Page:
The Quick And Easy Guide To Writing Human Nature

dragon clip

The frill is going to extend up along the side of the head, and the skin will have a silvery tint. I haven’t put in the dragon stone yet, either, but this is one of the beasts from The Second Queen, which I am editing right now.

New Fantasy Book, Very Exciting, Coming Soon!

I actually wrote the first half of this book almost four years ago, and then hit my goal of fifty thousand words and stopped. I wrote a little tag at the bottom of the last chapter; it read, “to be continued . . .”, which I felt was appropriately ominous.

Now It Is 120k Words, And Quite Intoxicating

I looked up one of my old acting rivals last night, just to make sure I’m not as behind as I sometimes feel I am (I’m not behind at all). There are only a couple of genuinely successful people (actors) from my school, and none from my age group. I check periodically, to make sure no one has rocketed to astronomic success before me.

Victor Poole Is A Jealous Person!

I have to start eating more fat. My body is partway through developing into adulthood, and I have the opposite problem of many people, where I have to make sure I eat enough food.

And I’m Slowly Bulking My Arms

Rose, the cat who haunts my house, has discovered the joys of having her undercoat brushed out (you’re welcome, Rose), and now she shadows me along the kitchen counter in the wee hours, mewling appealingly for attention.

rose2

This is her before brushing. She is rather sleeker now.

Here’s The Writing Part

Poor writing explains relationships from a standpoint of fairness and equality; the narrative voice plays nice with the characters, and attempts to frame the story within an obviously idealistic world, where all the humans make an effort to get along and build each other up, aside from one or two bad apples who are misunderstood antagonists.

To Write Human Nature, Drop The Fair And Nice Parts

Excellent writing shows the inequality, both between individuals, and between established roles in society. Good writing, and writing that exposes human nature, comes from a framework of predatory abuse. The antagonist is generally a person who recognizes the cannibalistic nature of social exchange, and exploits it without apology or remorse. The protagonist is a genuine person who goes more than halfway to meet people in an exchange of goodwill and fellowship. The conflict in the story arises from the clash of the selfish against the disinterested human.

Examples

Bad Writing:

Berthold pushed back his hair, and squinted into the twilight. Shooting was running over schedule, and his wife would be disappointed that he was late for dinner again. So difficult, he thought, to balance the demands of an artistic career with a home life. Relationships were wonderful, though.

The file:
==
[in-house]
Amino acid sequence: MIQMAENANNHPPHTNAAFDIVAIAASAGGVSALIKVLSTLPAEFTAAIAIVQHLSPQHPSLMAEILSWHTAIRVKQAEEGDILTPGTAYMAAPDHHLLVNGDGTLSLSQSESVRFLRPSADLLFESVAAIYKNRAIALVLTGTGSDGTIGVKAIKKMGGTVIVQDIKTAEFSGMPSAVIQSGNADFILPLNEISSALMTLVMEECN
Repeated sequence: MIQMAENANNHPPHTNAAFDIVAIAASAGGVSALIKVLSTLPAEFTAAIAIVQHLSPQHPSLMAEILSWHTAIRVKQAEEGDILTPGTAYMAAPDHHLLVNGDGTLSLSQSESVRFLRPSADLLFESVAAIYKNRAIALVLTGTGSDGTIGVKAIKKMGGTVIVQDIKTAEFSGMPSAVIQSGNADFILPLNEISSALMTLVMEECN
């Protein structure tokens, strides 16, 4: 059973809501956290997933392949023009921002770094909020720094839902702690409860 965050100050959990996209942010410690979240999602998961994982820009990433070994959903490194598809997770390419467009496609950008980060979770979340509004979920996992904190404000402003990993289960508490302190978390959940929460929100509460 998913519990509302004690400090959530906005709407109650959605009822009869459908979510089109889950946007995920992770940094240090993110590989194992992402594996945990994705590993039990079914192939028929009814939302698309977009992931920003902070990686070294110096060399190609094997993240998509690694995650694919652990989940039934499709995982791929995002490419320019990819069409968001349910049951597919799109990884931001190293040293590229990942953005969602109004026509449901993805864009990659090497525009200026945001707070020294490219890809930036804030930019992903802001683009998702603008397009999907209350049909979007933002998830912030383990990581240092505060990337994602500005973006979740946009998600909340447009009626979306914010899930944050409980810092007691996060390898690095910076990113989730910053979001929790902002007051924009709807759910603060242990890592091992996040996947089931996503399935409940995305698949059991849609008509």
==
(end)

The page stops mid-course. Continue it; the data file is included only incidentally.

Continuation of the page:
Greg fussed over the camera with Joel, and then waved for the sound guy to come over. They were working very hard to set up the next scene.

Berthold felt so lucky to be the star. He dug his feet into the black soil, and suppressed a contented sigh. I’m going to be famous, he told himself, and imagined the tamales that were swiftly going cold at home.

“Here we go,” Greg called, clapping his hands together. “This is it, Berthold. We’re all counting on you.”

Good Writing:

“We’re going to go over that part again,” Greg said, propping his script against his hip and staring shrewdly at Berthold. “Listen, I like what you’re doing, but I need it to feel more, um, fresh. Like you’re waking up into the world for the first time.”

“Okay,” Berthold said. He was thinking of the way his wife would be staring at her phone, waiting for a text. His was turned off, per production rules.

“Just, can you be more innocent about it? Like, pretend you’re a bird.” Greg reached out a hand, and mussed Berthold’s hair to the side. “Like a hungry bird.”

“Okay,” Berthold said again.

“And don’t do that, that smiley thing when you say ‘regret.’ Give me, like, a burst of orange there.”

“Got it,” Berthold replied.

Writing Human Nature Requires Cynicism

And remember, you have a unique perspective on a whole lot of things you’ve lived through. If you frame your experiences with a disillusioned and honest eye, your writing will improve a great deal. And also remember, people are only nice if they’re the protagonist, or if they’re selling something.

You’re reading Victor Poole. Look! I’m selling something! Thursday is the fourth day of the week, and The Dead Falcon is the fourth book in this series.

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